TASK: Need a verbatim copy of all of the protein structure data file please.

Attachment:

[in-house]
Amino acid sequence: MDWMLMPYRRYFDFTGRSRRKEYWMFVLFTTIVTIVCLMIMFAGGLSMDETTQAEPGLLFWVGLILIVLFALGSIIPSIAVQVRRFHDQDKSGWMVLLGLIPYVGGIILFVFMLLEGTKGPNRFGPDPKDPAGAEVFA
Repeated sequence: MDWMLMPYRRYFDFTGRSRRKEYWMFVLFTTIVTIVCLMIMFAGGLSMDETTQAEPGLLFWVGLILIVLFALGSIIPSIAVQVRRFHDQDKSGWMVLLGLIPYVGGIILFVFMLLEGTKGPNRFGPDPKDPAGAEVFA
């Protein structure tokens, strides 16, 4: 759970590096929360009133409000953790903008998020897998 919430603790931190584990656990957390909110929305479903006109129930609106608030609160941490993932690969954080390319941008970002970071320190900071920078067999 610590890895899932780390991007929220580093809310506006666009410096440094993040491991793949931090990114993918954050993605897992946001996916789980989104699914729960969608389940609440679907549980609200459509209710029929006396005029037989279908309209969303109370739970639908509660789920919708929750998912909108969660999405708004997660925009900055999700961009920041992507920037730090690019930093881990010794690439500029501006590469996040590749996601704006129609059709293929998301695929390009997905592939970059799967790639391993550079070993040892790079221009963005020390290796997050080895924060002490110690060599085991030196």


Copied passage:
[in-house]
Amino acid sequence: MDWMLMPYRRYFDFTGRSRRKEYWMFVLFTTIVTIVCLMIMFAGGLSMDETTQAEPGLLFWVGLILIVLFALGSIIPSIAVQVRRFHDQDKSGWMVLLGLIPYVGGIILFVFMLLEGTKGPNRFGPDPKDPAGAEVFA
Repeated sequence: MDWMLMPYRRYFDFTGRSRRKEYWMFVLFTTIVTIVCLMIMFAGGLSMDETTQAEPGLLFWVGLILIVLFALGSIIPSIAVQVRRFHDQDKSGWMVLLGLIPYVGGIILFVFMLLEGTKGPNRFGPDPKDPAGAEVFA
């Protein structure tokens, strides 16, 4: 759970590096929360009133409000953790903008998020897998 919430603790931190584990656990957390909110929305479903006109129930609106608030609160941490993932690969954080390319941008970002970071320190900071920078067999 610590890895899932780390991007929220580093809310506006666009410096440094993040491991793949931090990114993918954050993605897992946001996916789980989104699914729960969608389940609440679907549980609200459509209710029929006396005029037989279908309209969303109370739970639908509660789920919708929750998912909108969660999405708004997660925009900055999700961009920041992507920037730090690019930093881990010794690439500029501006590469996040590749996601704006129609059709293929998301695929390009997905592939970059799967790639391993550079070993040892790079221009963005020390290796997050080895924060002490110690060599085991030196």